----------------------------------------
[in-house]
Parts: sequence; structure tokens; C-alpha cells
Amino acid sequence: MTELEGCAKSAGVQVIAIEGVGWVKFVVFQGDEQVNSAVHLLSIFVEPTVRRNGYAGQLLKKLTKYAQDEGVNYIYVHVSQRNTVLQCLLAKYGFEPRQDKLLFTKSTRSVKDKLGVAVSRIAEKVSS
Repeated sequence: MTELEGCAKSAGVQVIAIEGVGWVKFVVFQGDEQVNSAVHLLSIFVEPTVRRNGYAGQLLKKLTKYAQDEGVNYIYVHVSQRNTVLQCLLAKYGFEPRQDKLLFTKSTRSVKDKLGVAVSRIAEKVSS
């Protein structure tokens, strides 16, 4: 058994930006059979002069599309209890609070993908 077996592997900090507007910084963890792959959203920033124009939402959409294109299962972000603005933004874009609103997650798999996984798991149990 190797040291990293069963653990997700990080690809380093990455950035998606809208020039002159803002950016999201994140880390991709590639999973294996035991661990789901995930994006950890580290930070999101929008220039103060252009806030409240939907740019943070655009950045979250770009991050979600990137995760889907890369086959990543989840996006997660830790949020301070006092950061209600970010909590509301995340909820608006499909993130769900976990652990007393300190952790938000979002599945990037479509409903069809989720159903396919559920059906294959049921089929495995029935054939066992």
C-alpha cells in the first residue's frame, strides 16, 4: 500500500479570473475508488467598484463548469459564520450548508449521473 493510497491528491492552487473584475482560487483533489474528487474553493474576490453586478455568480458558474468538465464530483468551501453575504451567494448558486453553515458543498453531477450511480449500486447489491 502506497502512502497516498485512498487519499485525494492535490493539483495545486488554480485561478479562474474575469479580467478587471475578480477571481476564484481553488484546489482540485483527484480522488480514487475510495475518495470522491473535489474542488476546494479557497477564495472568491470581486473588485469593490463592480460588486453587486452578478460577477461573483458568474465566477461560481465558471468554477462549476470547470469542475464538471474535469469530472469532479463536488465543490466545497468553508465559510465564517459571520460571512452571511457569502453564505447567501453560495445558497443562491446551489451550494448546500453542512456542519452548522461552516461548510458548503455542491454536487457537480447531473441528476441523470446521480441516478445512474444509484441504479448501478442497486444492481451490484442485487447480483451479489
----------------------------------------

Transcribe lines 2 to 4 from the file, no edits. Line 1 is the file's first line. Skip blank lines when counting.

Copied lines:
Parts: sequence; structure tokens; C-alpha cells
Amino acid sequence: MTELEGCAKSAGVQVIAIEGVGWVKFVVFQGDEQVNSAVHLLSIFVEPTVRRNGYAGQLLKKLTKYAQDEGVNYIYVHVSQRNTVLQCLLAKYGFEPRQDKLLFTKSTRSVKDKLGVAVSRIAEKVSS
Repeated sequence: MTELEGCAKSAGVQVIAIEGVGWVKFVVFQGDEQVNSAVHLLSIFVEPTVRRNGYAGQLLKKLTKYAQDEGVNYIYVHVSQRNTVLQCLLAKYGFEPRQDKLLFTKSTRSVKDKLGVAVSRIAEKVSS